How was the British Empire shaped by the empires of other European powers?

Historian Niall Ferguson says that the British Empire was not acquired in a “fit of absence of mind” as some imperial theories have suggested, but rather the British Empire was “a conscious act of imitation.”[1]  What he means by this is that the development of the Empire was shaped by copying other European powers in how they operated and organized their overseas empire, along with the imitation of some domestic institutions as well. The two biggest influences on the British Empire were the vastly powerful and expansive Spanish Empire, and the commercial empire of the Dutch. Thirdly France could count as an indirect influence as they were more interested in territory than capital, but their competition and wars with Great Britain allowed for Britain to acquire French Territories after France lost to Britain in the Seven Years War.

The Spanish was the first empire that Britain imitated in that their original hopes for acquiring territory in the new world is that, like the Spanish, they would be able to acquire vast amounts of precious metals such as gold and silver. Britain also saw the Spanish empire as a Catholic Empire and believed that it was a religious duty to build a Protestant empire in competition. Ferguson says, “The English sense of empire envy only grew more acute after the Reformation when proponents of war against Catholic Spain began to argue that England had a religious duty to build a protestant empire to match the ‘Popish’ empires of the Spanish and Portuguese.”[2]

The Dutch were the next great imitation, adoption may be a more fitting word, of Britain empire. The Dutch played an important role in the development of European capitalism in the early modern era. Ferguson says speaking of the Dutch East India Company that, “It was part of a full-scale financial revolution that made Amsterdam the most sophisticated and dynamic of European cities. Ever since they had thrown off Spanish rule in 1579, the Dutch had been at the cutting edge of European capitalism.”[3] The Dutch established a modern system of public debt that allowed the government to take out loans low interest rates, they had a simple and efficient tax system, and the Dutch East India Company was a very successful corporate organization.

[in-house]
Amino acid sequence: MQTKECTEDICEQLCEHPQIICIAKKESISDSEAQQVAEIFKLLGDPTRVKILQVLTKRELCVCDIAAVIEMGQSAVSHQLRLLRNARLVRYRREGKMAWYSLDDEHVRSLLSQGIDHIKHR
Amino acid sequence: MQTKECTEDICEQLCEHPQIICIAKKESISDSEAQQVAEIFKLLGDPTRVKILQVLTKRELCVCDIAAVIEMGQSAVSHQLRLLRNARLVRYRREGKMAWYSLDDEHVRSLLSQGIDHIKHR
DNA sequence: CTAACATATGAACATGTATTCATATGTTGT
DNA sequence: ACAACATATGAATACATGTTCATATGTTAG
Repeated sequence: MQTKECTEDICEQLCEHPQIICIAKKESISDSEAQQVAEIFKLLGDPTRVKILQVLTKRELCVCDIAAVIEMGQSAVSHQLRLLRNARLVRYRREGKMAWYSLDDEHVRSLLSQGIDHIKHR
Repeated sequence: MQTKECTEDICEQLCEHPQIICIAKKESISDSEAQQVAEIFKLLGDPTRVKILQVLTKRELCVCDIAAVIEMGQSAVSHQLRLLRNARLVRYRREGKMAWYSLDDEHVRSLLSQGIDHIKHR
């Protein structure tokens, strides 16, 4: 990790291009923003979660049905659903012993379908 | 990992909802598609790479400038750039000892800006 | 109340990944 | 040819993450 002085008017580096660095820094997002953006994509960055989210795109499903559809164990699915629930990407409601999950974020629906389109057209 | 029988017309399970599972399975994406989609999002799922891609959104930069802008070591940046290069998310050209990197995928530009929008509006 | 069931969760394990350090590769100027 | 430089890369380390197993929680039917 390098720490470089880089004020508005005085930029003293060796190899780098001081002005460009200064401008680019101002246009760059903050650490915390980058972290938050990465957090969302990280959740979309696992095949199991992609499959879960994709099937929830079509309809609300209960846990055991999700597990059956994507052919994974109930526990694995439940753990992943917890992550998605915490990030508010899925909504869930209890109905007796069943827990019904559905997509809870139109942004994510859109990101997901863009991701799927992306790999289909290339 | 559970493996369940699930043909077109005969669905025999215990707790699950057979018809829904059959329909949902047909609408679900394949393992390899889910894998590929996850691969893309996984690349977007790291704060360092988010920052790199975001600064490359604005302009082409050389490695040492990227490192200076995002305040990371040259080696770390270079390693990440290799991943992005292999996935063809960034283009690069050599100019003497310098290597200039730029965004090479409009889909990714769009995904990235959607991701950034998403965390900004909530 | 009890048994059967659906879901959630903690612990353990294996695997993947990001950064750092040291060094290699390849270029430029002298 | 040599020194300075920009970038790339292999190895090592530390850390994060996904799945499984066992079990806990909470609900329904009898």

While at first a rival of the English, the imperial business of the Dutch and the English eventually came together, in what Ferguson likens to a business merger, only a political merger instead. The Glorious Revolution in England brought about the ousting of king James II by English aristocrats because of his Catholic faith. Replacing James was Dutch Stockholder William of Orange whose reign allowed the English to adopt Dutch financial practices. Ferguson says, “Like the Dutch, England already had Protestantism and Parliamentary government. But what they could learn from the Dutch was modern finance.”[4]


Ferguson, Niall. Empire: The Rise and Demise of the British World Order and the Lessons for Global Power. New York: Basic Books. 2002.

Sources Cited

  • [1] Ferguson, Empire, Chapter 1
  • [2] Ibid.
  • [3] Ibid.
  • [4] Ibid.

Feature Image Source: “The Royal Prince and other vessels at the Four Days Fight, 11–14 June 1666 by Abraham Storck” Retrieved from